Untreated lymantria moth populations can cause significant damage to forests, farms, orchards and urban trees. (File photo)

Untreated lymantria moth populations can cause significant damage to forests, farms, orchards and urban trees. (File photo)

Spraying planned for 402 hectares in Lake Cowichan to combat invasive moths

Moth spraying planned for 402 hectares in Lake Cowichan

The B.C. government will conduct aerial moth spray treatments in Lake Cowichan beginning in early May.

According to the B.C. Ministry of Forests, the treatments will prevent lymantria moths, (formerly known as gypsy moths), from becoming established and to minimize the risk they pose to forests, farms, orchards and urban trees.

About 402 hectares in Lake Cowichan will be sprayed along with 50 hectares in View Royal and 1,068 hectares in Nanoose/Lantzville/Nanaimo.

The ministry said “trapping and monitoring results from 2021 show clear evidence that lymantria moth populations have increased dramatically in the areas slated for treatment this spring, likely as a result of outbreaks in Ontario and Quebec during the past three years. Egg masses are commonly transported to B.C. on recreational vehicles and outdoor household articles originating from affected areas outside of the province.”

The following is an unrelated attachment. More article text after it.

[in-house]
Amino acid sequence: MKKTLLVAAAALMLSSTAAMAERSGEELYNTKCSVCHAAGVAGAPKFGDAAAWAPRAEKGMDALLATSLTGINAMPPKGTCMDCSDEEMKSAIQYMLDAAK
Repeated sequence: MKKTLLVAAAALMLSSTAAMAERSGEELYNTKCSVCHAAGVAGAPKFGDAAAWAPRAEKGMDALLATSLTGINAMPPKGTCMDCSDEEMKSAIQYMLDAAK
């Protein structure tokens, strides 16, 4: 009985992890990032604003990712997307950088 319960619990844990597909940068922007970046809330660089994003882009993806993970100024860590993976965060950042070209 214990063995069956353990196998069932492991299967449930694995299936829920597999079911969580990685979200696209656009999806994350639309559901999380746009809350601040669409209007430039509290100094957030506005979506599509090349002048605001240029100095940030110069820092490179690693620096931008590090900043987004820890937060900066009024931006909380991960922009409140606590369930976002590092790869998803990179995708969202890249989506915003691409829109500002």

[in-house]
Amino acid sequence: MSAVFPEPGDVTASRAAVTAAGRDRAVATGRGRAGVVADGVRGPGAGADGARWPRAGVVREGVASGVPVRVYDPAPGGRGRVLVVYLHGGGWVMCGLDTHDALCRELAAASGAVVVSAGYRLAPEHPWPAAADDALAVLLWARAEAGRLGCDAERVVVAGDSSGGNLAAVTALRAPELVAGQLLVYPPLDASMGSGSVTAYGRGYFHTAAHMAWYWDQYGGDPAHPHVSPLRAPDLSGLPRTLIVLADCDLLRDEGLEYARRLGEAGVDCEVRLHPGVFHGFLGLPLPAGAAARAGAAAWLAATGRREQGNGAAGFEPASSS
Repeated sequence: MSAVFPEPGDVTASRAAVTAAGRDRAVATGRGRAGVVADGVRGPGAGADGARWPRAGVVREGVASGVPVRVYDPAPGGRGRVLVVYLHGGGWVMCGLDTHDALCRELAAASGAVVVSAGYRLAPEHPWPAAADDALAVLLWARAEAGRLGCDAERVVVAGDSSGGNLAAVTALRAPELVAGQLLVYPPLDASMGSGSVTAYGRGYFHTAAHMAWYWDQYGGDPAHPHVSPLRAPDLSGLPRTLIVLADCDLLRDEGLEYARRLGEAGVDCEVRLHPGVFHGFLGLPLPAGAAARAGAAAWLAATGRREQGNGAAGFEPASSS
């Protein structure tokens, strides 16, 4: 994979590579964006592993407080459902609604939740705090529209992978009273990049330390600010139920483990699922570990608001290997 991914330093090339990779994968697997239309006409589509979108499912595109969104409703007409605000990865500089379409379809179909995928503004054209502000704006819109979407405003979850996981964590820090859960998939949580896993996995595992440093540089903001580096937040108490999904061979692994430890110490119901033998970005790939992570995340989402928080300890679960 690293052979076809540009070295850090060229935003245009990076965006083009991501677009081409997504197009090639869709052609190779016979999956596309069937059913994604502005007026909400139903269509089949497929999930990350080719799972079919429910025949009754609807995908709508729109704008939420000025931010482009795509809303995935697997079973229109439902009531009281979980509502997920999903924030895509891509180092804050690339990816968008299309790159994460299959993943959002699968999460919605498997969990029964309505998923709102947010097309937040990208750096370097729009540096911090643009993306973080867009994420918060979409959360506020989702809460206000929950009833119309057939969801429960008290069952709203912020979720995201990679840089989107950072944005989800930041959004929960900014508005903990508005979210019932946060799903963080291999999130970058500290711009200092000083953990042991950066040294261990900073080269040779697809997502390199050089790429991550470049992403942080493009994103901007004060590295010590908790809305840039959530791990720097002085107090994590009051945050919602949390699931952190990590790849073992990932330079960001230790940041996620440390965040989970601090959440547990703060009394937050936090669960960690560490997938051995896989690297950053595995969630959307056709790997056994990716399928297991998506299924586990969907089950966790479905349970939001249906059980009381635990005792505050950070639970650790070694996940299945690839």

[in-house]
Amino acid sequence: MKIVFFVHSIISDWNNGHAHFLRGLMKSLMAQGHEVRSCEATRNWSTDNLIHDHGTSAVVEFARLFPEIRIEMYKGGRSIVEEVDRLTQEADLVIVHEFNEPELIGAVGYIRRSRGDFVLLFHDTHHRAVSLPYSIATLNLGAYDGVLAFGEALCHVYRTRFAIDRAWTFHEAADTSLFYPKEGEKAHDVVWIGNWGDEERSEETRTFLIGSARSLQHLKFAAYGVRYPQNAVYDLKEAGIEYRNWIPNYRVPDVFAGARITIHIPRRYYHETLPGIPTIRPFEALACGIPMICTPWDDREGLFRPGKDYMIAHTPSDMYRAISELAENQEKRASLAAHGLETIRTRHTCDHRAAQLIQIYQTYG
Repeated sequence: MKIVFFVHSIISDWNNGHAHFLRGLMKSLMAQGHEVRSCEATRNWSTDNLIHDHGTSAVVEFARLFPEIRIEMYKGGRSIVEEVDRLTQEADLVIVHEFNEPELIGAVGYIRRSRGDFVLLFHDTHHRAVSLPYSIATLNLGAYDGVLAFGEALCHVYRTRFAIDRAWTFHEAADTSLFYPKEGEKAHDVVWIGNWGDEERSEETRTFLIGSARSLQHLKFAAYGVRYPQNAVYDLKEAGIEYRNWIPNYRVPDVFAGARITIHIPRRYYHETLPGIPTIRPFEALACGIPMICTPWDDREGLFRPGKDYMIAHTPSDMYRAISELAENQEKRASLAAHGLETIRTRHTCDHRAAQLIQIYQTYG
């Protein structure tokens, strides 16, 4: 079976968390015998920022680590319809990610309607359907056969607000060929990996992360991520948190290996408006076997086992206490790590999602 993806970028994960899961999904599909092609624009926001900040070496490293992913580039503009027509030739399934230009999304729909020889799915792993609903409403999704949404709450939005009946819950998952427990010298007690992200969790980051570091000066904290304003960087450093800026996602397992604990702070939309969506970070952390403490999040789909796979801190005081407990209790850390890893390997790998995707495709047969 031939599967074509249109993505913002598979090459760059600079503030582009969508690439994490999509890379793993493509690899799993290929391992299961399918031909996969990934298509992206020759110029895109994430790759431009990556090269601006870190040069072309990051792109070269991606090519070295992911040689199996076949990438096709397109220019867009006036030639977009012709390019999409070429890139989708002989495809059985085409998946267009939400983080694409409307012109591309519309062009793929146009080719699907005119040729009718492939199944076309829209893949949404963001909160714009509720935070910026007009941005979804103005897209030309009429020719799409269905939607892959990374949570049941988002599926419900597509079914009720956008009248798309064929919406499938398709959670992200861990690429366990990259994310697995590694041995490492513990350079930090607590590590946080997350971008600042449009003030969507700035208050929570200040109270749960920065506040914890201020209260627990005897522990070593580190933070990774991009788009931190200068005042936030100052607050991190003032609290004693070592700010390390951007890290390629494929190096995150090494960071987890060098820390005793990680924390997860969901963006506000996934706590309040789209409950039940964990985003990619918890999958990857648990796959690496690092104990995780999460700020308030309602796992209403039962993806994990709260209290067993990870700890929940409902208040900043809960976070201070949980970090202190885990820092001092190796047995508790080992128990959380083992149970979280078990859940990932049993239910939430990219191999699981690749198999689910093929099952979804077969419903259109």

Left untreated, the invasive moths could spread to other areas of the province and affect trees such as Garry oak, arbutus, red alder, aspen, cottonwood, maple, orchard fruit trees, nut trees and many species of urban ornamental trees, well as food crops such as apples, blueberries and other fruits.

As many as four applications of Foray 48B will be sprayed in the specified areas beginning in early May and ending in early June.

“Organic farms in the spray area treated with Foray 48B will not lose their organic certification. The active ingredient, Bacillus thuringiensis var kurstaki (Btk), is naturally present in urban, agricultural and forest soils throughout the province. It affects only the stomachs of caterpillars (e.g., lymantria moth caterpillars) and is specific to their digestive systems,” said the ministry. “Btk has been approved for the control of lymantria moth larvae in Canada since 1961. It does not harm humans, mammals, birds, fish, plants, reptiles, amphibians, bees, or other insects. It only affects lymantria moth caterpillars after they have ingested it.”

Lake Cowichan